We’re celebrating the release of Chris Hackett & PopSci’s new book, The Big Book of Maker Skills. Today’s excerpt is two easy DIY sensors. – Becky Stern
Improvise a Pressure Sensor
Not to be confused with a pressure switch, which is just on or off, this analog device has a resistance that changes smoothly with the amount of pressure applied. This roll-your-own version is a classic hack from Forrest Mims. (You do know who Forrest Mims is, don’t you? If not, go find out. Right now.)
STEP 1 Snag a piece of the antistatic foam that chips (the inedible kind) are often packaged in. You can cut it to pretty much any size or shape you need.
STEP 2 Strip the ends of two wires and poke them all the way through the foam on opposite sides. Bend the protruding ends over so they don’t pull out.
STEP 3 Dip or paint the whole shebang with liquid electrical tape or PlastiDip, let it dry, and your sensor is ready to use. Connect to a microcontroller and calibrate.
Rig a Loop-Switch Booby Trap
The loop switch may be the world’s simplest sensor. It takes 15 seconds to slap one together from two pieces of insulated wire, and it’s reliably closed by pulling it taut. Use it to activate a burglar alarm to keep people out of your secret stuff, to set off a camera, or to find out who’s come a-snoopin’.
STEP 1 Strip 1 to 2 inches (2.5–5 cm) of insulation off one end of a piece of wire. Form the stripped part into a loop big enough to easily pass over another piece of the wire, and twist to secure.
STEP 2 Pass a second piece of wire through the first, strip the end again, and form another loop, this time being sure to include the first wire inside the second loop. Twist to secure, leaving plenty of room for the wires to slide back and forth.
STEP 3 Electrically connect the two wires between a power source and the load you want to activate, and mechanically between a stationary object and the door, drawer, window frame, or other movable object you want to secure. Then wait for someone to trip it!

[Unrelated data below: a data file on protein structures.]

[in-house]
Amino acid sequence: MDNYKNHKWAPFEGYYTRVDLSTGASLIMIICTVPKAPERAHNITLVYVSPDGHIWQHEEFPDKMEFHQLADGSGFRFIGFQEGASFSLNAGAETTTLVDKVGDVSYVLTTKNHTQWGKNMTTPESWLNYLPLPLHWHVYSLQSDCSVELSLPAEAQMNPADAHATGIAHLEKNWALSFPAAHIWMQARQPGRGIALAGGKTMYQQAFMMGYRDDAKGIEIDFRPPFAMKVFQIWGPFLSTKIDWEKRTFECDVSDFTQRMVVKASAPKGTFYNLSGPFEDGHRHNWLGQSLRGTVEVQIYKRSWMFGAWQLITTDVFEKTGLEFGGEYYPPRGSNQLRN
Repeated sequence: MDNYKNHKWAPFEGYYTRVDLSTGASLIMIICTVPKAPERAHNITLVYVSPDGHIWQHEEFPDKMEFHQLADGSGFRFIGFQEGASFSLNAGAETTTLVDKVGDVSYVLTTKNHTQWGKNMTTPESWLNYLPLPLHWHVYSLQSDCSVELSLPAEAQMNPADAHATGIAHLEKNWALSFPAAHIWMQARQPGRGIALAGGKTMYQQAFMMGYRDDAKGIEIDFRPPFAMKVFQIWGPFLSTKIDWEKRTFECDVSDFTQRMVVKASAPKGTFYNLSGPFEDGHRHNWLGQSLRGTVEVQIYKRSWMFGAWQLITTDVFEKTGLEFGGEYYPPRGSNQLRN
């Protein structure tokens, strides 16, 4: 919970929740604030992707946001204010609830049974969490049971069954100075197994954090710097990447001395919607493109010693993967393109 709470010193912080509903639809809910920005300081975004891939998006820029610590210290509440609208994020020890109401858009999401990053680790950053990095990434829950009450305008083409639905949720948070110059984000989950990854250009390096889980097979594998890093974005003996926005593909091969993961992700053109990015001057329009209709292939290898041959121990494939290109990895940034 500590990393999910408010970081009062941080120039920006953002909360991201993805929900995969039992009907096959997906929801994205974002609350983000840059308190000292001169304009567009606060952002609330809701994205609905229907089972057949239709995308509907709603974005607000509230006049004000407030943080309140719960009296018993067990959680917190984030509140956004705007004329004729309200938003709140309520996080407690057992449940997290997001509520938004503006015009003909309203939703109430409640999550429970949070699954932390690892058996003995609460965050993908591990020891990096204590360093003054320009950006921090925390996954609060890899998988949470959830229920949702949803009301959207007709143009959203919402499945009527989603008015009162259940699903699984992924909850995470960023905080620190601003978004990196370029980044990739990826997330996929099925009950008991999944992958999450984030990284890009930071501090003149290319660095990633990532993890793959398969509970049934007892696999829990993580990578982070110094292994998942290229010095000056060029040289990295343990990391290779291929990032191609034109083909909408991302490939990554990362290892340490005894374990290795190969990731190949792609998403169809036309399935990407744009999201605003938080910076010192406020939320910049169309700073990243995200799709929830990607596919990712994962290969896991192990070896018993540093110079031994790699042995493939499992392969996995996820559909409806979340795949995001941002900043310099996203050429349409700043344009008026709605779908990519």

Makers, get ready: This is your ultimate, must-have, tip-packed guide for taking your DIY projects to the next level—from basic wood- and metalworking skills to 3D printing and laser-cutting wizardry, plus the entrepreneurial and crowd-sourcing tactics needed to transform your back-of-the-envelope idea into a gleaming finished product.
In The Big Book of Maker Skills: 334 Tools and Techniques for Building Great Tech Projects, readers learn classic, tried-and-true techniques from the shop class of yore—how to use a metal lathe, or pick the perfect drill bit or saw—and get introduced to a whole new world of modern manufacturing technologies, like using CAD software, printing circuits, and more. Step-by-step illustrations, helpful diagrams, and exceptional photography make this book an easy-to-follow and easy-on-the-eyes guide to getting your project done.
Images courtesy Weldon Owen
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Learn resistor values with Mho’s Resistance or get the best electronics calculator for engineers “Circuit Playground” – Adafruit’s Apps!
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Wearables — Go magnetic
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Biohacking — Brainding – Circuit Bending Using an EEG
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